Different construction techniques are visible sides by side, with older plaster work on wood slats accompanying light gauge framing, wood framing next to side wall, exposing years of additions and subtractions within the spaces.
Old retaining walls are still visible in certain locations – adding texture, grit, and contrast to the manicured spaces above.
And, of course, a site visit is not complete with out viewing through the cracked screen of James‘ phone.
With only two weeks left to enjoy the pool season at Manhattan Park, we’ve added another way to enjoy this year’s installment of K&Co and Pliskin Architecture’s summer art series, featuring the 2016 mural by Andrew Faris titled Block Party. The video above, by Patrick Mandeville of Divided Line Productions, captures the transition from last year’s mural by HOTTEA to Andrew’s interpretation of the 8,000sf canvas on Roosevelt Island, and through to the placement of the lounge chairs, hammocks, and sun-brellas curated by K&Co’s Aaron Levy.
The video, which includes drone footage by Amy Shell (pictured above with Patrick, working through one of the sequences), was shot over the course of 3 weeks during the lead up to the opening in May of 2016. The video has been featured in the Architect’s Newspaper coverage of MP Pool Party year 2.
Our proposal for a music school in Mevaseret Zion in Israel, that was submitted as part of a design competition in 2016, was recently featured on ArchDaily, a prominent blog that covers architectural news and projects worldwide. The project site for this competition sits at an intersection of built fabric and open terrain, overlooking a scenic valley, and our entry focuses on feathering the transition between built and undisturbed land, by creating a public space that both creates the entrance to the music school and draws the public closer to Har’el Park. This is the first project of Pliskin Architecture to be featured on ArchDaily, and hopefully will lead to further exposure of our conceptual and unbuilt work to date.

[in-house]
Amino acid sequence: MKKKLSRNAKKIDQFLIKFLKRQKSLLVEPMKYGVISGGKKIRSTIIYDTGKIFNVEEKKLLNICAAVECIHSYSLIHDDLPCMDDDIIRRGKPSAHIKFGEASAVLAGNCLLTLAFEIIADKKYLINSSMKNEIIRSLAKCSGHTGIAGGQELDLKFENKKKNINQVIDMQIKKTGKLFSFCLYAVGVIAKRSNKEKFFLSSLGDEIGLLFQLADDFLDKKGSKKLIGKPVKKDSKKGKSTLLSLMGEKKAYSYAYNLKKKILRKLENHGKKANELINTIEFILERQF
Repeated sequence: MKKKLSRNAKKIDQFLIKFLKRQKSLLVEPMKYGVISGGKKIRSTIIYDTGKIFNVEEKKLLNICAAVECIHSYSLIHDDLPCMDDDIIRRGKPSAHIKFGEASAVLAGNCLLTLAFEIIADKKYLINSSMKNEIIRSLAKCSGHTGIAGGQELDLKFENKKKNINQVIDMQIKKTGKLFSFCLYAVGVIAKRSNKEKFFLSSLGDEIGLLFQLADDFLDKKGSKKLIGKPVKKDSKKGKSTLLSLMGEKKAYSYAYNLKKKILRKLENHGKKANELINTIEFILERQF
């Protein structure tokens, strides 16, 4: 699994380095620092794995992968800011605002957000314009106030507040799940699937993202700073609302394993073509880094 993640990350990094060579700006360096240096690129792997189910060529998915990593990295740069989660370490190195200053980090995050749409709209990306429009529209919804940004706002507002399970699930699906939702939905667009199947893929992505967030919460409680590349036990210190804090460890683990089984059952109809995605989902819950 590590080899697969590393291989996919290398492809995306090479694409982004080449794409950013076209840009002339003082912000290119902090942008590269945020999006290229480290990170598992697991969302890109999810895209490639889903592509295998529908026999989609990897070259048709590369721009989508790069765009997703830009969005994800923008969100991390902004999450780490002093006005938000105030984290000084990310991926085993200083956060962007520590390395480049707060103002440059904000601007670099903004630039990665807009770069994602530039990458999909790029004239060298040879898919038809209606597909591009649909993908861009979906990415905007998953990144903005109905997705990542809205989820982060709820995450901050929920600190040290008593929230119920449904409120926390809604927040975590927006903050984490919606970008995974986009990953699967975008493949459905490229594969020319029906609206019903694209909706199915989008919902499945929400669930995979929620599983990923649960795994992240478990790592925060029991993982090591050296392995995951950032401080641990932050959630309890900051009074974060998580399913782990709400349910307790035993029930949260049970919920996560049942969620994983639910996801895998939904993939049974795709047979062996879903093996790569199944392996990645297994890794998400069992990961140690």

The signature piece will be the focal point of the employee break room, visible from most corners of the office, and allowing over 20 people to converge at the same time. Made of raw steel and barely finished ash wood, the table’s unique shape allows for groups of different sizes to congregate for breakfast, lunch, or beer.
A large conference table, pictured above in BCD’s shop, will span 18′ and is structured from an 80 year-old truss from an old water tower in Durham.